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Files show how US agreed to Israel's nuclear program
Files show how US agreed to Israel's nuclear program

The files that were made public by the Interagency Security Classification Appeals Panel (ISCAP) shows how American delegates agreed to Israel's refusal to sign the Non-Proliferation Treaty.

World Bulletin / News Desk

Declassified documents from 45 years ago have revealed how cabinet secretaries and senior advisers to the then US president Richard Nixon withdrew from a plan to block Israeli nuclearization ahead of a meeting with then Israeli Prime Minister Golda Meir at the White House in September 1969.

The files, that were made public by the Interagency Security Classification Appeals Panel (ISCAP), not only shows how American delegates agreed to Israel's refusal to sign the Non-Proliferation Treaty, but also how they came to terms with allowing Israel to refuse an American inspection of the Dimona nuclear facility and a deal which would have seen the delivery of strategic ground-to-ground Jericho missiles to Israel in exchange for their signing of the treaty.

Although the details of Nixon's meeting with Meir remain classified, the declassified files state that officials had on the eve of the talks advised Nixon to show restraint with regard to the Israeli nuclear program, and to abandon efforts to get Israel to cease acquiring 500-kilometer-range missiles with one-ton warheads developed in the Marcel Dassault factory in France, if it could reach an agreement with Israel on these points, the daily Haaretz reported.

A document written by senior officials in the Nixon administration in a working group led by National Security Advisor Henry Kissinger discusses the Israeli “NSSM 40”nuclear weapons program in which Nixon directed Kissinger to put together a panel of experts, headed by Assistant Secretary of State Joseph Sisco, who would submit their intelligence reports on Israel’s progress toward nuclear arms and to present policy alternatives.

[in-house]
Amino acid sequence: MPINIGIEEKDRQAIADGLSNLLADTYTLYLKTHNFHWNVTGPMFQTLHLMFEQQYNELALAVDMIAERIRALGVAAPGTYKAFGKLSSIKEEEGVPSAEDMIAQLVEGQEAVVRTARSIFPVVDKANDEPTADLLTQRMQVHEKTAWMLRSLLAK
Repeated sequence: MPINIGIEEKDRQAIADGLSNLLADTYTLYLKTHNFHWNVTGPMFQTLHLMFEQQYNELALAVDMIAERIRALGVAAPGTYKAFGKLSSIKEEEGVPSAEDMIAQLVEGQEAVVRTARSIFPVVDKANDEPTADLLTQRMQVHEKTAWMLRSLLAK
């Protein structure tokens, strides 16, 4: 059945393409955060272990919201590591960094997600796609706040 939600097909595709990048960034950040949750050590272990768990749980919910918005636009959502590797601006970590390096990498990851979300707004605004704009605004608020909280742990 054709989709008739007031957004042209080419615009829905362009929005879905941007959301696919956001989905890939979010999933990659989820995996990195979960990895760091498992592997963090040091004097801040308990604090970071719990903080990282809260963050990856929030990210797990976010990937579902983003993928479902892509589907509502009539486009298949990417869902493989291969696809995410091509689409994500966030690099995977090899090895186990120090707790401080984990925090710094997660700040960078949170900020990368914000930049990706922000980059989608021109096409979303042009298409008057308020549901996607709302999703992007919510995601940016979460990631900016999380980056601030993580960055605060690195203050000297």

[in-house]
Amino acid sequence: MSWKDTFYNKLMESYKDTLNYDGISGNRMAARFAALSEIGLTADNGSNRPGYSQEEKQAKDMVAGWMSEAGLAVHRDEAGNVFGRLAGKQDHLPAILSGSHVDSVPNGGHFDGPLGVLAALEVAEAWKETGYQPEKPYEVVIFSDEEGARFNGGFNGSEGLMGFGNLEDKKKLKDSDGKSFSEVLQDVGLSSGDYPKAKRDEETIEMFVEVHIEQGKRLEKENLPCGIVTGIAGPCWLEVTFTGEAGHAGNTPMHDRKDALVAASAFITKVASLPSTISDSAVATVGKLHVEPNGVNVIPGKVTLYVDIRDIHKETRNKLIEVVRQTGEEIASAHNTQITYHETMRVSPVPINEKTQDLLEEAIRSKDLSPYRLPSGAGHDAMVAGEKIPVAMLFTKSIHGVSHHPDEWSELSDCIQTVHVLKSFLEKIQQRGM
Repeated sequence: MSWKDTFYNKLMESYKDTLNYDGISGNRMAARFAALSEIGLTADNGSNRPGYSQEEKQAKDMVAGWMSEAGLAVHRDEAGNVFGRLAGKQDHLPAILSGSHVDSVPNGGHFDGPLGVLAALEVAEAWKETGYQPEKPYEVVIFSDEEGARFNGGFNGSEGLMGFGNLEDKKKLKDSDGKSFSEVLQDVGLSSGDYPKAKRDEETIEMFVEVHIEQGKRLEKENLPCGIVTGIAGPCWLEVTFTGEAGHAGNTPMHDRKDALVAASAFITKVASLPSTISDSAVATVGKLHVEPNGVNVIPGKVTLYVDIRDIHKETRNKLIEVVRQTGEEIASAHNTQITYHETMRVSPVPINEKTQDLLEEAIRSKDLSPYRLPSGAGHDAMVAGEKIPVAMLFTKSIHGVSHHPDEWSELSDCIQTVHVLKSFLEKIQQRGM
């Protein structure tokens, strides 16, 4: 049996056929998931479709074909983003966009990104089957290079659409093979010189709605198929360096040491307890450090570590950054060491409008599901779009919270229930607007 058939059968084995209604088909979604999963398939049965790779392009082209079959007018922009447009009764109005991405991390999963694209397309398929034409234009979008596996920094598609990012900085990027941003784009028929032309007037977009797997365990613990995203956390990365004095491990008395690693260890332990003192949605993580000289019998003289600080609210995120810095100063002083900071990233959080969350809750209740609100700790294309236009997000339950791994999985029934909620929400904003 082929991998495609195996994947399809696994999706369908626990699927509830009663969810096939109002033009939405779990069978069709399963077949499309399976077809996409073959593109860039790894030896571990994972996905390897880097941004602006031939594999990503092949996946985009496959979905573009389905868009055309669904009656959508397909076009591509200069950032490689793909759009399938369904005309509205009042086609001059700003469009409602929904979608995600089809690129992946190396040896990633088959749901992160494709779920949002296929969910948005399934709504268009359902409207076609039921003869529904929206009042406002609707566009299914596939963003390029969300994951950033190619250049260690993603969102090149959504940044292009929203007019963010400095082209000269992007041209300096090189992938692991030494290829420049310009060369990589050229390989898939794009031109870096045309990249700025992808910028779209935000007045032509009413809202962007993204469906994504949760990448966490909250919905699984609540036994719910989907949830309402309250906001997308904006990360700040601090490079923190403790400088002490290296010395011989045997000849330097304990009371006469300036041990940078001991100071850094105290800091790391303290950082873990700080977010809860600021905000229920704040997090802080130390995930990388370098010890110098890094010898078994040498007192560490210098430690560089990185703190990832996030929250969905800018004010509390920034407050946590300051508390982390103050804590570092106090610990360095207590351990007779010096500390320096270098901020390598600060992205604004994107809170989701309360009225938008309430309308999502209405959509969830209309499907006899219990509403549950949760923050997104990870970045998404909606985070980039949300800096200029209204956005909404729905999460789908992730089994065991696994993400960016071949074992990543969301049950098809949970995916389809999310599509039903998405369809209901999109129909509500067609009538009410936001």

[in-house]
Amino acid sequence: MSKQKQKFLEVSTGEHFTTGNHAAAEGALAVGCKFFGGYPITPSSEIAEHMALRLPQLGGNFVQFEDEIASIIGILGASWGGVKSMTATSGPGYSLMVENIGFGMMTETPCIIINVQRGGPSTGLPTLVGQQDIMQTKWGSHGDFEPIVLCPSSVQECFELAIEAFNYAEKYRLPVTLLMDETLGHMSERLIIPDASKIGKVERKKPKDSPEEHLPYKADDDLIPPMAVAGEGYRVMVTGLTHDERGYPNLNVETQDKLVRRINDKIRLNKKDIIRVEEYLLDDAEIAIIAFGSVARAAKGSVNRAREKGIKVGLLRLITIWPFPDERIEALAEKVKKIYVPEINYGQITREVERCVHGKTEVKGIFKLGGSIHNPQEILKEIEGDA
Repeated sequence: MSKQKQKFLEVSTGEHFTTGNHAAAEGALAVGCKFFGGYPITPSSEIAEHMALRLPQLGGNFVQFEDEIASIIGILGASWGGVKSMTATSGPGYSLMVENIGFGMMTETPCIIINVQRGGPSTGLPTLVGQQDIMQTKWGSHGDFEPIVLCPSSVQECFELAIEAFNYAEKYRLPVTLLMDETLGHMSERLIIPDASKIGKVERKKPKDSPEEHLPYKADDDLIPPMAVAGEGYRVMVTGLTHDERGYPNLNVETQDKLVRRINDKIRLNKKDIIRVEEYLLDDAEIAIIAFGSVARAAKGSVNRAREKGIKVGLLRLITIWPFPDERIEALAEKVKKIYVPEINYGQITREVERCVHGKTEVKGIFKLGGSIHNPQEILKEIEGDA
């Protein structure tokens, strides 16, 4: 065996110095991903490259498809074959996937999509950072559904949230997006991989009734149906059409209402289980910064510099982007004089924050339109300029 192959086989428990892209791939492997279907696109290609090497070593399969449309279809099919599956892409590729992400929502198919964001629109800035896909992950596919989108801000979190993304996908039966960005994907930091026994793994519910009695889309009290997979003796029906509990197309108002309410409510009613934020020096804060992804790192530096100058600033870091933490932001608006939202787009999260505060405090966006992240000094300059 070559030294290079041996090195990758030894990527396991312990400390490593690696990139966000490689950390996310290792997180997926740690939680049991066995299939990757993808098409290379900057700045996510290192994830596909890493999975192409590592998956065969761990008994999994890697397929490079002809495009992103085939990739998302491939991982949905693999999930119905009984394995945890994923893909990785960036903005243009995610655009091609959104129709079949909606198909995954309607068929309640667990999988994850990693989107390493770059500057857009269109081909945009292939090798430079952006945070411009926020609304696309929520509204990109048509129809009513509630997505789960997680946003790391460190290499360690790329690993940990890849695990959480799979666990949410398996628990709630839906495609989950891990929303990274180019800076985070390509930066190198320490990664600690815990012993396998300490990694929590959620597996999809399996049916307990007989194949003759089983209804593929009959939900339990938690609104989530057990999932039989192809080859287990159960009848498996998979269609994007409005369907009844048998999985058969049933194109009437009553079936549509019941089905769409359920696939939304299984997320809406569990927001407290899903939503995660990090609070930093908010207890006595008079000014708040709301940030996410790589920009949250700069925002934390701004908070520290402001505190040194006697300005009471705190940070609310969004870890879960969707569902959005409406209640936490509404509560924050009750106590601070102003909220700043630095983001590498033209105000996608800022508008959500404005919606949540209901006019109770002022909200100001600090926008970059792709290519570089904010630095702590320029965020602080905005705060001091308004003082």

Sisco’s assistant, Rodger Davies wrote regarding Israel's nuclear progress that the determination to safeguard the Jewish people “makes it probable that Israel would desire to maintain the ultimate weapon at hand should its security again be seriously threatened.”

“Israel wants nuclear weapons, for two reasons: First, to deter the Arabs from striking Israel; and second, if deterrence fails and Israel were about to be overrun, to destroy the Arabs in a nuclear Armageddon,” the files stated.

According to Haaretz, Sisco and his advisers worried that a threat to cut off arms supplies “could build military and psychological pressures within Israel to move rapidly to the very sophisticated weaponry we are trying to avoid.”
The documents also stated fears that the nuclearization of Israel could also prompt Arab neighbors to also develop their own nuclear weapons via private contracts with scientists and engineers in Europe or even hit Israel's Dimona facilities with a ‘kamikaze’ strike.

However, Davies concluded that the lesser evil would be to agree for Israel to “retain its ‘technical option’” to produce nuclear weapons, saying “If the Israelis show a disposition to meet us on the nuclear issue but are adamant on the Jericho missiles, we can drop back to a position of insisting on non-deployment of missiles and an undertaking by the Israelis to keep any further production secret.”



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